When Robert Battle moved to New York City from his hometown of Miami, Florida in 1990, his mother gave him a piece of advice: Don't look up at the tall buildings. Today, with sunshine pouring through floor-to-ceiling windows, Battle stood in the center of a dance studio on the fifth floor of New York City's largest, if not tallest, structure dedicated solely to dance, The Joan Weill Center For Dance, where he formally announced new works for his debut season as artistic director of the Alvin Ailey American Dance Theater.
The occasion marks a historic transitional moment in the history of the Ailey company. When he takes the reins officially on July 1, Battle will be only the third artistic director since the company was founded in 1958. Judith Jamison (pictured below), the company's second artistic director chosen by Alvin Ailey himself in 1989, will assume the role as artistic director emerita, a role which will allow her to be behind the scenes, but not as intimately involved as she is now. Before she introduced Battle, Jamison told the studio full of press, board members and dancers: "You will not see me hanging around, believe me. That is not why I asked this man to do this."
Battle's relationship with the Ailey Dance Theater began in 1999, when he was brought to Jamison's attention by Sylvia Waters, who currently directs the junior company, Ailey II. He has been a frequent choreographer and artist-in-residence at Ailey, choreographing 11 works for both companies and the Ailey School. But nothing he has done with the company is comparable to the responsibilities of his new role.
More than 20 different works will be presented during Battle's inaugural season, which begins on November 30 at New York City Center. At the press conference, Battle discussed six of those works, and featured a performance of 'Takedeme,' an engrossing, kinetic burst of choreography set to the a cappella prattle and scat of the English pop singer Sheila Chandra. The piece is a reprisal of the work that many say put him on the map. "I thought, what a great opportunity to show that work," said Battle, who created the piece in the tight confines of a living room in a Queens apartment. "It has something to do with little to nothing and now having a lot, but not forgetting where you come from."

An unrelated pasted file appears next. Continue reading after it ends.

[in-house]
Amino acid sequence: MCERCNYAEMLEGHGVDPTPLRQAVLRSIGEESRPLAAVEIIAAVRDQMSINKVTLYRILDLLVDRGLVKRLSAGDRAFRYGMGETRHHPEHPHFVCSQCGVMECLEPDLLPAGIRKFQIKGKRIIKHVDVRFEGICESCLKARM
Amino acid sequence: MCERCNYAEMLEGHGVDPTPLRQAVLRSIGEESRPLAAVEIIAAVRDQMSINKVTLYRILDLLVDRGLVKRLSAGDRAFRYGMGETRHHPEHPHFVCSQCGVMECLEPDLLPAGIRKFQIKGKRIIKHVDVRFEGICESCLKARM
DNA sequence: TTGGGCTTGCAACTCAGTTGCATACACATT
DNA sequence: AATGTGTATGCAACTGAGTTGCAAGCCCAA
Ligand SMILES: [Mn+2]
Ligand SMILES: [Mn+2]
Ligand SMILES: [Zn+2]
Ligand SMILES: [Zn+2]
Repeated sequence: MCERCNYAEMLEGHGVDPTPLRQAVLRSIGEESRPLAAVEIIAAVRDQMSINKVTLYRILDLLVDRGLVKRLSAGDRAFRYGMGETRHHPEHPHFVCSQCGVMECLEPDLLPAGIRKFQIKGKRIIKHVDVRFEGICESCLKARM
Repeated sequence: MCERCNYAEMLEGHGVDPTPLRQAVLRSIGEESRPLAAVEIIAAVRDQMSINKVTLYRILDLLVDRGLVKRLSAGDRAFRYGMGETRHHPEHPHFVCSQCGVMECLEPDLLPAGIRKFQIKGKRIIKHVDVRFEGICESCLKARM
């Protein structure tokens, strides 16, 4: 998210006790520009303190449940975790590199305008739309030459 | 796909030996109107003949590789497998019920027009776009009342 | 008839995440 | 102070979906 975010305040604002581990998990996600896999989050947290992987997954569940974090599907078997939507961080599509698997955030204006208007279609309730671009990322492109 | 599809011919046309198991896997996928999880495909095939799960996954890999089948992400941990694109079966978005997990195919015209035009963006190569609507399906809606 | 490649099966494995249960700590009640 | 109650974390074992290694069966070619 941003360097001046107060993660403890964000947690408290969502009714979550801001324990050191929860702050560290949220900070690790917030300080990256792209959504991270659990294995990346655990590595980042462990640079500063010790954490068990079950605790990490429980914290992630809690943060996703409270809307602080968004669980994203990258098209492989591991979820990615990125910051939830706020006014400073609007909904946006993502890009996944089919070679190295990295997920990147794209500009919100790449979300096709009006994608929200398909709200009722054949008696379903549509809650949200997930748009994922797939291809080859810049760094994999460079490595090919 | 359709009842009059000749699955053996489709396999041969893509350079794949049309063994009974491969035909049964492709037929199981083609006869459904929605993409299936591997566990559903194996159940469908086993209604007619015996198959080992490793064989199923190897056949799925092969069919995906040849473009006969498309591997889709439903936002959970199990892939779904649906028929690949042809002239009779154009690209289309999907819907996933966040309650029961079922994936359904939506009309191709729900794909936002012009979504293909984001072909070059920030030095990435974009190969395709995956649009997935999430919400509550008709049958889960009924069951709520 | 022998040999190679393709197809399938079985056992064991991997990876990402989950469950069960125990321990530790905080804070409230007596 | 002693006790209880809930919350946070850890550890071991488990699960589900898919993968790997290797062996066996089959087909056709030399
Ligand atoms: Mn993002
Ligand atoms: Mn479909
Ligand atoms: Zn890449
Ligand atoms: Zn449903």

Another sentimental work being presented will be the world premier of a piece by hip-hop choreographer Rennie Harris. Harris and Battle worked together (along with Jamison) in 2004 for the work, 'Love Stories.' This time, the still-untitled piece choreographed by Harris, is inspired by poems, stories, and images about people living with or affected by HIV. The piece will premier on December 1, World AIDS Day, a day which has added significance because the company's founder died from AIDS-related illness on December 1, 1989. "This is a way of remembering, but also a way of saying we're moving forward," Battle said.
For the Ailey company, Jamison, and Battle, moving forward and continuing the company's rich tradition of being the torch-bearer for modern dance is especially important. As Jamison said in her opening remarks, one of the reasons Battle was chosen was because he is a young talent, a couple years shy of turning 40-years-old. "I emphasize young, because I want to see the company go on for another 50 years," Jamison said.
Battle has the same plan as he pursues his mission to preserve the legacy of Ailey. With an ear-to-ear grin, and the happy energy of a dancer eager to show off his best moves, Battle closed his speech by saying, "The Alvin Ailey American Dance Theater, over 50 years old? Yes, here we are. Another 50 years more? Yes, absolutely."